The Art of War for WomenBack about 2,500 years ago, a Chinese man named Mr. Sun went through many hardships and lived in a world full of civil war. Seeking to gain employment with the current leader, he wrote a "military resume". This work outlined his tactics in an obscure manner so that the leader would be intrigued enough to talk to him - and would need to keep Sun around to interpret and put into action the words. That opus was of course The Art of War, and "Mister" in ancient Chinese was written as Tzu.
2,500 years later, it seems that this deliberately complex and vague work has become the guidebook for men and women in all aspects of life. Its advice on how to approach a problem, how to deal with adversity and how to handle the whims of fate are as valid today as they were back then. People are still jealous, deceitful, and harsh. Businesses still undercut each other. Co-workers still back-stab to get ahead. The problems that Sun Tzu wrote about are problems we face today. The answers, in essence, are the same.
Chin-Ning Chu, an accomplished female Chinese business strategist, has taken on this work in a fresh light. Yes, the tactics are great for men facing battles in a male world - but in modern times, women have stepped up to gain their stage. A revolution not seen for thousands of years is taking place, where women are educated, can vote, have full and equal rights alongside men. As they say in the movies, with great power comes great responsibility. For perhaps the first time in history, it is no longer enough to blame the glass ceiling, the upbringing, the pressures of the world for our success or failure. We have - more than perhaps any generation which came before us - the ability to take the reins in our hands and give it our very best shot.
That's the straight-from-the-hip advice provided by the book. With numerous examples, we hear how women claimed they were helpless and unfairly turned down for promotions and advancement, when investigation found that these women actually sabotaged their own chances. Life isn't always fair, but in order to succeed in whatever arena you choose - family life, charity work, the boardroom - you have to do your very best to shine. Success won't be handed to you just because you think you deserve it. You need to be your own most vocal advocate - and to do that promotion in a way most in line with the atmosphere you are in.
The book is realistic. If you've got a nasty co-worker that is always undermining you, various techniques will be offered to help you overcome the situation. However, in the end, it may be best to find another job. You might claim that the job is perfect for you - but a job is a complex combination of many factors, which includes the people you work with. Another job will be *more* perfect because its combination is more in line with your path for yourself.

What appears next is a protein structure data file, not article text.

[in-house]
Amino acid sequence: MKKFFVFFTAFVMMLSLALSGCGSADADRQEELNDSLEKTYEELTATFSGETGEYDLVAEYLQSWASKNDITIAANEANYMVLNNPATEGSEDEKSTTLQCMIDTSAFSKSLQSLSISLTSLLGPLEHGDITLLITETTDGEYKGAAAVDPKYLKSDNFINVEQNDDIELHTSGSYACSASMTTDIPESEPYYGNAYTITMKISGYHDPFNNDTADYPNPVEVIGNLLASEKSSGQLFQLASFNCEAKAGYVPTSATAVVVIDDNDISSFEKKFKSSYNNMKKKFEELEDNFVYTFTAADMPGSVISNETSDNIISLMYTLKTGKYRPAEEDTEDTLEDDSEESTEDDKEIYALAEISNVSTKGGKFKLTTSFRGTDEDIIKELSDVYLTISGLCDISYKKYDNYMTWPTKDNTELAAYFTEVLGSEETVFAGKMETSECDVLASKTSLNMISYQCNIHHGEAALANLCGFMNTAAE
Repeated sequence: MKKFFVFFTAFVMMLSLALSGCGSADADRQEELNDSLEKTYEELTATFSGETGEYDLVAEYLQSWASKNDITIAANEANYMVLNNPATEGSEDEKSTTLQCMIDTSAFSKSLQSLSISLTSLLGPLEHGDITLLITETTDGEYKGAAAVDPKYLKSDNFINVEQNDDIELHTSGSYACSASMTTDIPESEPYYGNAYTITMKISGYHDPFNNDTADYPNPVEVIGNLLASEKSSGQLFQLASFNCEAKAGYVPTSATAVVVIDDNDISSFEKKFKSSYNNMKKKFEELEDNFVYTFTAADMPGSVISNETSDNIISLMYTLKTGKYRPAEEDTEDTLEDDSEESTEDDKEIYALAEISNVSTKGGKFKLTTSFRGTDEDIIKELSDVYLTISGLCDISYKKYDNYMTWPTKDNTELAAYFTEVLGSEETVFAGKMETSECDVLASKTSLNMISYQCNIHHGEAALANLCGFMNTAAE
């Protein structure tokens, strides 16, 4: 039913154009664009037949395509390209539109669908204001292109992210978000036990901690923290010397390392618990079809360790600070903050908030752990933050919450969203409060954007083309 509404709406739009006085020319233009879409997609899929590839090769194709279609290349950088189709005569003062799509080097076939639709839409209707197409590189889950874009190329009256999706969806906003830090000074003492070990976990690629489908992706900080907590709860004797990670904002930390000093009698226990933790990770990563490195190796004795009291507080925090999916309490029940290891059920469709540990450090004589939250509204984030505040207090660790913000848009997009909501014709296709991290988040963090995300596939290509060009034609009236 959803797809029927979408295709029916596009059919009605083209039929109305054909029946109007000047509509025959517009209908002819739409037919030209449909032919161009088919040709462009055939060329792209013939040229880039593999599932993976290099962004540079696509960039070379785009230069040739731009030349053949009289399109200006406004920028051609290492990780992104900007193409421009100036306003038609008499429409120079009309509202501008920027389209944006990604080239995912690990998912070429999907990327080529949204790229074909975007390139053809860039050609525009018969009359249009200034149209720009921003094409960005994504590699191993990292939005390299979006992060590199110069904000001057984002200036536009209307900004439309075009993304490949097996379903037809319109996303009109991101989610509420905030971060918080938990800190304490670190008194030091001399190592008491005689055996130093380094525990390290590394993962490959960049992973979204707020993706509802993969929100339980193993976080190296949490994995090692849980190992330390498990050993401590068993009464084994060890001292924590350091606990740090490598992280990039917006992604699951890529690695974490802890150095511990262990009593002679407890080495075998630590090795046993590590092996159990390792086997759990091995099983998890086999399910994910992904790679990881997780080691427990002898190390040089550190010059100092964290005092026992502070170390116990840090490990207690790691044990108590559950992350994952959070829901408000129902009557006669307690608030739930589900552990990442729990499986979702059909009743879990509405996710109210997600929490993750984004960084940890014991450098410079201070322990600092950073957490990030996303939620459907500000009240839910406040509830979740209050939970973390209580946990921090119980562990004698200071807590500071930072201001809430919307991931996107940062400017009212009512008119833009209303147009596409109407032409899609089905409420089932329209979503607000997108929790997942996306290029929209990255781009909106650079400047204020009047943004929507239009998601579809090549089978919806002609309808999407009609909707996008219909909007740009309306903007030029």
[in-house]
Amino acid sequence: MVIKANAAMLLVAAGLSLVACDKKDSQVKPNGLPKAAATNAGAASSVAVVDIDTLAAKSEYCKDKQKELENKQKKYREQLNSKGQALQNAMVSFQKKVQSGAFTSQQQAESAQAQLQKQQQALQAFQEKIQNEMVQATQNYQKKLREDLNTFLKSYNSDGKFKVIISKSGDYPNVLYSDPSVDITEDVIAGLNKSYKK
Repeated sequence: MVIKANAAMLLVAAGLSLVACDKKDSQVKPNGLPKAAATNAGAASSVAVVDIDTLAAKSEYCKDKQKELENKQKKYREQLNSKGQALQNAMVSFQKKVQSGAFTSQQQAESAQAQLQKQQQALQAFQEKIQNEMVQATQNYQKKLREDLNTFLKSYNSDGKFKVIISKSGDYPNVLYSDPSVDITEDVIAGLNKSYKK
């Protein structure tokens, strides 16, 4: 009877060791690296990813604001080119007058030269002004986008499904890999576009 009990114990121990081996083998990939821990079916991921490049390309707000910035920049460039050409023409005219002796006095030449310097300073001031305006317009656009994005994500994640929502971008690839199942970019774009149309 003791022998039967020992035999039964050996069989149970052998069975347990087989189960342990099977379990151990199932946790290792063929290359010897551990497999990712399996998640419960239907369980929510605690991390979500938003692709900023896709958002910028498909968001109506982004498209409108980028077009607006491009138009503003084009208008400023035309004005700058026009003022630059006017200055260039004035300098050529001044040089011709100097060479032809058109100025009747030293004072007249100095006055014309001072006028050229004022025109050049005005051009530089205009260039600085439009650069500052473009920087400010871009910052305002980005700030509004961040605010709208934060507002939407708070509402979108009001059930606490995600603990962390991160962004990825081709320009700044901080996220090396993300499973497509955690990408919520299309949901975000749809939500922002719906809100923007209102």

You also get a message echoed in many other current releases, which is to make sure the path you're on is one you really *want* to be on, deep down. People strive to be top in business because it's expected of them, not necessarily because it will make them personally happy. If you'd rather be home with the kids, running a small business from your home office, then find a way to make that work. It is critical that your daily life reflects your dreams and goals if you want to be truly happy, for your family and friends around you to share in that joy, and to find a real measure of success.
I found a few of the sections to be a bit extreme. One area talks about sexual harassment and says that women get offended by a pat on the shoulder. Perhaps some women do - but I don't! I find encouraging physical contact like that to be an important part of our society. It's very sad if we've gotten to the point that patting someone on the shoulder as a congratulation is grounds for legal action.
In general, though, I found a lot of helpful advice in here. At its very core, the entire book is a reminder that nothing is new under the sun. Issues that we find pressing in our current modern world were just as important 2,500 years ago. People are simply the way they are. By reading through the wisdom of the ages, we can help make our own world one which are are proud to live in, and our path one we are happy to follow.
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